The emergence of hypergrams in the written language of young people

Anybody who has young Facebook contacts from the UK is likely to have come across weird spellings in recent years.

It started out as text speak, i.e., the abbreviation of words to make them easier to type on a phone, such as gr8t ‘great’, 2moz ‘tomorrow’ and wat ‘what’.

However, recently they seem to have started making the words longer too, typically by repeating letters.

Here are a few examples from my Facebook contacts:

helloooo bestieee ?
ehhh itss kindaa sick :L
NAKKKKEDDD scenes :O wuu2 ?
yu madeee soo many mistaakes i think u comeee tomorrow i think orr maybeee wednesdaaay :S
in londonnn and itss fiaaaaane ! 😀

I’m not aware of any existing term for these spellings, so I’m going to call them hypergrams.

Obviously they help to mark the writer as a young person, but we asked Marcel over dinner whether they served any specific purpose (such as adding emphasis to a word), but he claimed this was not the case.

It would be interesting to know if anybody has done any research on this topic.

Comments

  1. I’ll have you know I invented this mode of speech / the written word !
    You’ve often commented yourself on my “over-use” of the full stop/ comma/exclamation mark/ question mark etc ,,, Ha ! And YES it is intended to give emphasis .,,.,.,.,!! ??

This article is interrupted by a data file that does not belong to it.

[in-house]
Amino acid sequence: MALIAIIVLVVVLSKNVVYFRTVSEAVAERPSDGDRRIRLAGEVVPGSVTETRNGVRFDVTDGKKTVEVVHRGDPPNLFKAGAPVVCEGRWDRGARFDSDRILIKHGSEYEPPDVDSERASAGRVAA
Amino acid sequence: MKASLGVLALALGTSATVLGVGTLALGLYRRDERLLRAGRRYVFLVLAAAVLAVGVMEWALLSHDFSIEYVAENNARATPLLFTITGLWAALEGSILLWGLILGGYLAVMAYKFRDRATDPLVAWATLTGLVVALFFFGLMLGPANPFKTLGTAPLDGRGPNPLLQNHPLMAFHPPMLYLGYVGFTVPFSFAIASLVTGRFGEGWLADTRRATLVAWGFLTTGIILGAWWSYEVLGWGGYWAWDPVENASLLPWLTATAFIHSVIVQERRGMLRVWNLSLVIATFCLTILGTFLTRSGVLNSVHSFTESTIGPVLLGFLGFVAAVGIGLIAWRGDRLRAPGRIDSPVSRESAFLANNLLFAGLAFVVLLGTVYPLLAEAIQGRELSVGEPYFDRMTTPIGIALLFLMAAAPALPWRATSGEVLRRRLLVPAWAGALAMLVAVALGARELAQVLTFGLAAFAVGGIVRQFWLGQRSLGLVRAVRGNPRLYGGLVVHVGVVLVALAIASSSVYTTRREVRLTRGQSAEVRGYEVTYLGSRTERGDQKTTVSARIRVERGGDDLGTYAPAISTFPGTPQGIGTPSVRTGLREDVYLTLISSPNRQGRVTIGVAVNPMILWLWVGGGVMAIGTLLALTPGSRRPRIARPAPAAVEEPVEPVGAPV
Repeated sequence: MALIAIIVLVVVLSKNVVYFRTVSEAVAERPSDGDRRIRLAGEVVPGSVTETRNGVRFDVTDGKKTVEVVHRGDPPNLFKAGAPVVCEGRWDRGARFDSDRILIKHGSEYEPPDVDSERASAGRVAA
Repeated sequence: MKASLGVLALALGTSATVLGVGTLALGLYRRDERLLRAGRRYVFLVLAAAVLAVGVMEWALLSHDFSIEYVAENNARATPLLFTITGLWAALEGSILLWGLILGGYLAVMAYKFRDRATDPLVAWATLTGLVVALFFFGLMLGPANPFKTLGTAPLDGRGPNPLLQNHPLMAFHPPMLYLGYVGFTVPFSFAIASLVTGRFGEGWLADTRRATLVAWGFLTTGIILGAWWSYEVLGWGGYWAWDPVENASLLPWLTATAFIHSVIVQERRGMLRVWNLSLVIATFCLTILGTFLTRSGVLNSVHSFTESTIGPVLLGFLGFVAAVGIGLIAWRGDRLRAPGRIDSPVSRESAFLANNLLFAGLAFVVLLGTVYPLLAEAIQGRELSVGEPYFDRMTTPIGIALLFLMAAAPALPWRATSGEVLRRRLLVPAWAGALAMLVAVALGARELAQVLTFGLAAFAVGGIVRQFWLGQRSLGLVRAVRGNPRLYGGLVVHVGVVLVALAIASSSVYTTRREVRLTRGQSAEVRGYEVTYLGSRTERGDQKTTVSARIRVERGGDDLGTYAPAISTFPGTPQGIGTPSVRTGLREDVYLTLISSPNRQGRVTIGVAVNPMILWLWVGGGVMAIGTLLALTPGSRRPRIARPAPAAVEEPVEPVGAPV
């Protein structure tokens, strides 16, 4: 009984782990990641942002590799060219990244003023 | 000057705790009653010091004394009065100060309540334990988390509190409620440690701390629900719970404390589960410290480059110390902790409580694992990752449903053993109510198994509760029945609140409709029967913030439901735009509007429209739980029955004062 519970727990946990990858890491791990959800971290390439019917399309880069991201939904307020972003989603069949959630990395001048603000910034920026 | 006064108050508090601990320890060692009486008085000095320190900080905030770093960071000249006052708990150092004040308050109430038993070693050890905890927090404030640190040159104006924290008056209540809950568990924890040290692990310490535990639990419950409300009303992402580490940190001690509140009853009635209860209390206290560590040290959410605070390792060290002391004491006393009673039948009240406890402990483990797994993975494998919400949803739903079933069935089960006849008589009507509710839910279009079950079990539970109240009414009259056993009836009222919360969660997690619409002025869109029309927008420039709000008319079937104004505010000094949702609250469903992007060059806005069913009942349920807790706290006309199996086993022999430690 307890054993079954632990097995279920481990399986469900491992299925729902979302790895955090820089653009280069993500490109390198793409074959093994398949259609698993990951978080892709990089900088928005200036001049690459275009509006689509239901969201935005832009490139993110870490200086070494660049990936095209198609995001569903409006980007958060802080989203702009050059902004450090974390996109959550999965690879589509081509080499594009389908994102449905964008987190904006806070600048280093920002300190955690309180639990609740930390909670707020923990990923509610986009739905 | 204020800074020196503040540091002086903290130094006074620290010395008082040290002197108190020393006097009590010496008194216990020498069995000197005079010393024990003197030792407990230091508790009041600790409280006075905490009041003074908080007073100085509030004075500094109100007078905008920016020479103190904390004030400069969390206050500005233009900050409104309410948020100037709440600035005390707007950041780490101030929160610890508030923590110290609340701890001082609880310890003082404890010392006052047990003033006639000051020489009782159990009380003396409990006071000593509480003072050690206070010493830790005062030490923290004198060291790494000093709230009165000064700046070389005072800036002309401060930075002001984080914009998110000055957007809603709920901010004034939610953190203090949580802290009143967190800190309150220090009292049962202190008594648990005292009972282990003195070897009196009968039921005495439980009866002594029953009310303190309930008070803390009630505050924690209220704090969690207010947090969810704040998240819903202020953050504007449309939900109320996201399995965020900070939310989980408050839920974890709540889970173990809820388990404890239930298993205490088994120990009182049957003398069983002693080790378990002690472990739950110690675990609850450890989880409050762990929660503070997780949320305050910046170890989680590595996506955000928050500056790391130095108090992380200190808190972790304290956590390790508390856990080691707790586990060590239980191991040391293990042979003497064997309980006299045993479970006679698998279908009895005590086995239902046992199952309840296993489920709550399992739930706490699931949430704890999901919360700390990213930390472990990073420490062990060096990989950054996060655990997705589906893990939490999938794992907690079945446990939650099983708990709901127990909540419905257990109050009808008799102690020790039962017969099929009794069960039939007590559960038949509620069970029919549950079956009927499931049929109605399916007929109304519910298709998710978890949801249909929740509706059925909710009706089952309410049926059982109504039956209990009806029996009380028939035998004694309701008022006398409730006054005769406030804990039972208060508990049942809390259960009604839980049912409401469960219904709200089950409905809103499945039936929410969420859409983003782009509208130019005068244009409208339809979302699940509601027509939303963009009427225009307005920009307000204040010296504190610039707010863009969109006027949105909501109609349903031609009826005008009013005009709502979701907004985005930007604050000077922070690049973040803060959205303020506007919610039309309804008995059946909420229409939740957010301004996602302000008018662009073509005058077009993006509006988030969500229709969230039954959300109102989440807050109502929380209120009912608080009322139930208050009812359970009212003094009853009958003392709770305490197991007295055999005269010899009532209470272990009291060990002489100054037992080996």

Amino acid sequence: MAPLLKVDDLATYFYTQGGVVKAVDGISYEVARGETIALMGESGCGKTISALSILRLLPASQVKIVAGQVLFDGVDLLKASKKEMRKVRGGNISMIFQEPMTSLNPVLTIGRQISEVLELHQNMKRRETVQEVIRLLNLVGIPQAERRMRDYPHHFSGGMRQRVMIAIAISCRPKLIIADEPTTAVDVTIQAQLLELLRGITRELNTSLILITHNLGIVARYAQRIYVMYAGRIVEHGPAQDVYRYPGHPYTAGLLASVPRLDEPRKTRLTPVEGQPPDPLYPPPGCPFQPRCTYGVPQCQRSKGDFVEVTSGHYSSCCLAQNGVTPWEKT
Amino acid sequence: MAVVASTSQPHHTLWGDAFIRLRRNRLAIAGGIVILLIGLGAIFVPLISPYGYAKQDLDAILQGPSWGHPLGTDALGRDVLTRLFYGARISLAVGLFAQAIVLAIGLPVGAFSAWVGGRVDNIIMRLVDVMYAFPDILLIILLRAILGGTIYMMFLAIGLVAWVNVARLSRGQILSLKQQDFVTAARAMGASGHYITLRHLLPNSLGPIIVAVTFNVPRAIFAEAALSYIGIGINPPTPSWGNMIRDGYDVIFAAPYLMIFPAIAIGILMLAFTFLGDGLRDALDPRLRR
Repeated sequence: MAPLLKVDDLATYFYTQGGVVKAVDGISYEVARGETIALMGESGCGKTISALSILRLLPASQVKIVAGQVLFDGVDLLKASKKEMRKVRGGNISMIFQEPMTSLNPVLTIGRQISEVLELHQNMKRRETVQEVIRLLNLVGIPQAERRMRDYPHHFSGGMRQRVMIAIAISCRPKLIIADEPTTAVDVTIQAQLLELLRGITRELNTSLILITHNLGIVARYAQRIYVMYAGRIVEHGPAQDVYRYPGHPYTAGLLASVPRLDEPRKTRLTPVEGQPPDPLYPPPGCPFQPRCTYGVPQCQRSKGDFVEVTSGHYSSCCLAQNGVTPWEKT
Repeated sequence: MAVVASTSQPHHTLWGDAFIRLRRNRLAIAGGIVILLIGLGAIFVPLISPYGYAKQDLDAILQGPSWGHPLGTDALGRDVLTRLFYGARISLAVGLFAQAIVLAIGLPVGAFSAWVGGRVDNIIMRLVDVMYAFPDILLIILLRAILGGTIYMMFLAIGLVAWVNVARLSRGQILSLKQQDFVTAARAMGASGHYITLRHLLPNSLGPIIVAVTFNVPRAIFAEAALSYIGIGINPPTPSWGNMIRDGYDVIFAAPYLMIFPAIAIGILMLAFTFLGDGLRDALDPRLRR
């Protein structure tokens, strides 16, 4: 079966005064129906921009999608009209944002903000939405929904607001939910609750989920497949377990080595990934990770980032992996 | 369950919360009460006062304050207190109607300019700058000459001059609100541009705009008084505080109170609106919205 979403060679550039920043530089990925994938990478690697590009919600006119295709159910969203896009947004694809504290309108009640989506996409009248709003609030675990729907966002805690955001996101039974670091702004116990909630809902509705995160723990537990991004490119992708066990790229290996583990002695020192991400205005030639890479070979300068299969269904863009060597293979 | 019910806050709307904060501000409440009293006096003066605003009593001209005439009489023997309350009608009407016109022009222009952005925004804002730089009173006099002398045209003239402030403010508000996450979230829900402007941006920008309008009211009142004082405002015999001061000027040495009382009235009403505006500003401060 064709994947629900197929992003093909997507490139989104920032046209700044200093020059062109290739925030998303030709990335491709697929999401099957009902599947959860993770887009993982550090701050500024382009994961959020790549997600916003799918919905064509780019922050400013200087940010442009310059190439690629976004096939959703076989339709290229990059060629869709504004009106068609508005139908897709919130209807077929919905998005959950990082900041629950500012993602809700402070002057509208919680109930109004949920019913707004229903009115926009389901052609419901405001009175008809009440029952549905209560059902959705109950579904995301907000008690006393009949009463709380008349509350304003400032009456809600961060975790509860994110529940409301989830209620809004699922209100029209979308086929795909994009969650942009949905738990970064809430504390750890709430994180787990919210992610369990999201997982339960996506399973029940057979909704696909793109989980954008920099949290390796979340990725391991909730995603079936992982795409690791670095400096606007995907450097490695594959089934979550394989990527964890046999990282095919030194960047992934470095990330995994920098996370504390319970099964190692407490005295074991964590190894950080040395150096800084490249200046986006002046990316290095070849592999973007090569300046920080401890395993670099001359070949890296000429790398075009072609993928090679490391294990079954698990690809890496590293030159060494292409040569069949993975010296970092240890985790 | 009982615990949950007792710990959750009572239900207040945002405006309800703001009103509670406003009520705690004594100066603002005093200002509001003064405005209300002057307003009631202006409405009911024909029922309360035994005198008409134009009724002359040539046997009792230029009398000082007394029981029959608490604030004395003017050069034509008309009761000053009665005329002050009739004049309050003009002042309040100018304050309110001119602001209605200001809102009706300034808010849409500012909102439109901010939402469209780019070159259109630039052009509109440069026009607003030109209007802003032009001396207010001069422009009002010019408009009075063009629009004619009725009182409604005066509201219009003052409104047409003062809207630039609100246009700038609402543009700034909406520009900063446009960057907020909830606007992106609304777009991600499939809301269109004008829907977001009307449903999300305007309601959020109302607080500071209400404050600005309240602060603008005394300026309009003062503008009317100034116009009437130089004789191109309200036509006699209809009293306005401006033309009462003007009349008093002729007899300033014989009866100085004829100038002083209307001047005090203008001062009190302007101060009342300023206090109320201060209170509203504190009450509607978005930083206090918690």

( & it’s not called Hyper anything btw ,,, it’s called Doooougieee speak !!!!! )
    I thought you were a Linguistics expert ,, fancy not having done any research on my subject ! Huh !!!!

  2. Not just young people, I see it in some of my generation on Facebook. Particularly ‘so’ => ‘sooo’, ‘fed’ => ‘FEEEEEEEEEEEEEEEEEEEEED’ [sic], ‘really’ => ‘reeeally’.

    But the example you post are not mere emphasis, so possibly something else is going on.

  3. Perhaaaaaaps it started out as emphasis amongst older people (i.e., our generation), and then the teenagers misunderstood the purpose and started repeating random letters?

Leave a Reply

Your email address will not be published. Required fields are marked *

This site uses Akismet to reduce spam. Learn how your comment data is processed.